Another budget and lots of newsprint and heated debated on the airwaves. But has this budget made any significant difference to the economy or the short term prospects of most individuals? I suspect not. In a way I feel a bit sorry for our boy George, (well not really), as he has to present a budget each year, but all the key decisions were taken last year. This was when the Coalition make their reckless and ruthless decisions on the future direction of the public finances. And despite the fanfare this year about a budget for growth, this is clearly no such thing.
For the overall strategy of the Coalition is much less a dash for growth than a dash to cut. To cut just about anything and everything. If the Chancellor was serious about growth in the economy he would not be aiming to cut the deficit in four years, nor would he be slashing back on public spending. It is already clear that there has been even less growth than forecast and the prospects for next year are none too good either. To cap it all government borrowing has actually gone up. Nothing too surprising in any of this. Before the last election just about everyone warned that a too precipitous dash to cut the deficit would not just damage the lives of individuals, but would damage the prospects for future growth in the economy. Even the Liberal Democrats criticized the Tories for their economic policies and warned that this approach would damage the economy.
The Coalition’s decision to cut the deficit in as short a time as possible has nothing to do with economic analysis. All the evidence shows that slashing public spending in a crisis will not, on its own, lead to growth. The Tories are using the deficit as a red herring to cover their real aim - which is to slash public spending in overall terms and welfare spending and public services in particular. All this is classic Tory policy - the nasty party has not changed its spots. There is nothing surprising in any of this, the public knew what the Tories stood for and what they were proposing to do. Which is why they were massively rejected by the electorate at the last election. It is always important to remind ourselves that the Tories did not win the election. If the country had wanted the Tory prescription, more of the electorate would have voted Tory. But they didn’t.
What is really surprising is that the LibDems have ended up supporting this nasty lot. Especially since the LibDems campaigned strongly against the economic policies of the Tories. So why did they decide to enter into a Coalition? I know that some LibDems are as neoliberal in their economics as the Tories, but most of us assumed that there were enough LibDems with a Social Democratic background to resist the blandishments of office. Oh how wrong we were. A clear lesson from the last UK election - never trust a LibDem. With the Tories at least you know what you will get - though it always seems to turn out even worse.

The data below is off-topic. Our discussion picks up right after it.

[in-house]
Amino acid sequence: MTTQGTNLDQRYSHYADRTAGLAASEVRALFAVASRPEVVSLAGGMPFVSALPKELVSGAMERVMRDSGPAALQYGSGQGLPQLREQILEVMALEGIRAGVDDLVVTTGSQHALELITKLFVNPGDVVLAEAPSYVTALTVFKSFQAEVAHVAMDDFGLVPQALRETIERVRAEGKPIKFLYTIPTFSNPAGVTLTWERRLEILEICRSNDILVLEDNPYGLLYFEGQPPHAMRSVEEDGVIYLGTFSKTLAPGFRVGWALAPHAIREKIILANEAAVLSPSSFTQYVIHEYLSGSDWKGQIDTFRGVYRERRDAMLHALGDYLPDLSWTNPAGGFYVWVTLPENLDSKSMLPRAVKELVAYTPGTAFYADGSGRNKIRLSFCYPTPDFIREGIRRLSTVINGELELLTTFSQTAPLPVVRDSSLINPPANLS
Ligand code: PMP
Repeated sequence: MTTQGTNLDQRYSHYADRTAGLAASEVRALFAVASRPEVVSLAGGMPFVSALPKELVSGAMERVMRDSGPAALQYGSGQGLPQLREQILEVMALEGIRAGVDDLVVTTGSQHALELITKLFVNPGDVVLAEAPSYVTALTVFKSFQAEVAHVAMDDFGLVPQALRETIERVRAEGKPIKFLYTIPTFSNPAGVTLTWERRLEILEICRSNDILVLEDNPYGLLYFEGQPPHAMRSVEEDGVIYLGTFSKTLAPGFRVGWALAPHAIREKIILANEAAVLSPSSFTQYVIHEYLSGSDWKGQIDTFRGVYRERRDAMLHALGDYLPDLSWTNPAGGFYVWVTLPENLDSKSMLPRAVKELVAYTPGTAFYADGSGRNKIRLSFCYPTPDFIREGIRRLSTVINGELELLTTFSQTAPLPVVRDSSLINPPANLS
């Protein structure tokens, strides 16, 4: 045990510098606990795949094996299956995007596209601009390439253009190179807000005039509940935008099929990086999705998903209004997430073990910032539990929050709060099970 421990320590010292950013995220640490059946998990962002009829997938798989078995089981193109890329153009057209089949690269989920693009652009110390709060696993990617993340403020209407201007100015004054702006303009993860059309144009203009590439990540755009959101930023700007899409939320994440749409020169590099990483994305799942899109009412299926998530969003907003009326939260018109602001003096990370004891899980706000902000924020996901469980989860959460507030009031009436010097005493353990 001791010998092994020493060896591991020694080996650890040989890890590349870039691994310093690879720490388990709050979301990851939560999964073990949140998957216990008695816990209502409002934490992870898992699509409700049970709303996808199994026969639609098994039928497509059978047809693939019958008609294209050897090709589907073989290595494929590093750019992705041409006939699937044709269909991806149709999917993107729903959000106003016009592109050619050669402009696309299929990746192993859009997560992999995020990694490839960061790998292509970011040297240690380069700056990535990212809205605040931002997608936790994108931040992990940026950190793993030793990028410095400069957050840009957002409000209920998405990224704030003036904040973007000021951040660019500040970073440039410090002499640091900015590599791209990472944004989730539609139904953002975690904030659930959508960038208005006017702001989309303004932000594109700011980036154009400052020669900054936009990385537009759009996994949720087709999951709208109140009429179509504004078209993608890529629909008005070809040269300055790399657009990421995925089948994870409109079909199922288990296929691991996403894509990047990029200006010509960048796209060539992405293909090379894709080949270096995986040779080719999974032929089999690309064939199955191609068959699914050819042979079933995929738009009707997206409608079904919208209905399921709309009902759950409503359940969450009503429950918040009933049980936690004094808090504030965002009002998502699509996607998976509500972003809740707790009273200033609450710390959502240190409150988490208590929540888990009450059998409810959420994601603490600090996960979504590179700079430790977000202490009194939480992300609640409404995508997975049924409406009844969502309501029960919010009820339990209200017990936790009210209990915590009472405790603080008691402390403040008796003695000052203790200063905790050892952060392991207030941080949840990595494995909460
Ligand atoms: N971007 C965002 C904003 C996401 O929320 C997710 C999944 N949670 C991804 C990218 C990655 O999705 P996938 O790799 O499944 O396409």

Back to the budget. There is nothing in this year’s budget which will change the country’s economic prospects. Taken as a whole the various budgets mean a pronounced reduction in the living standards for the majority of us. With inflation at 5% or so, future rises in personal allowances to be limited to the CPI as opposed to the RPI, rises in VAT, cuts to public services - minor adjustments here and there make little difference to the loss of income for most of us. Even the 1p reduction in the price of petrol is a bit of a con. Its very minor effect is more than offset by the earlier rise in VAT. Not to mention that the North Sea oil industry is up in arms about the rise in its tax burden - all to pay for this 1p reduction in the price of petrol. The after effects of this imposition on the oil industry will be very interesting. Will they carry out their thinly veiled threats to cut back in investments in the North Sea? If so the government will look pretty silly, and all for a mere 1p reduction in the price of petrol. Of course if they do not cut back on investment and there are no job losses, this would be a pretty good indication that there was no need to reduce corporation tax. This minor move in the budget could prove to be the most interesting of all.
A final comment on the overall economic strategy of the Coalition. Just after the budget two of the main ratings agencies have made public their concern that the low growth forecasts for the UK mean that the government could in the future be faced with a downgrading of its AAA rating. What would that do to the government’s borrowings? Plan B anyone?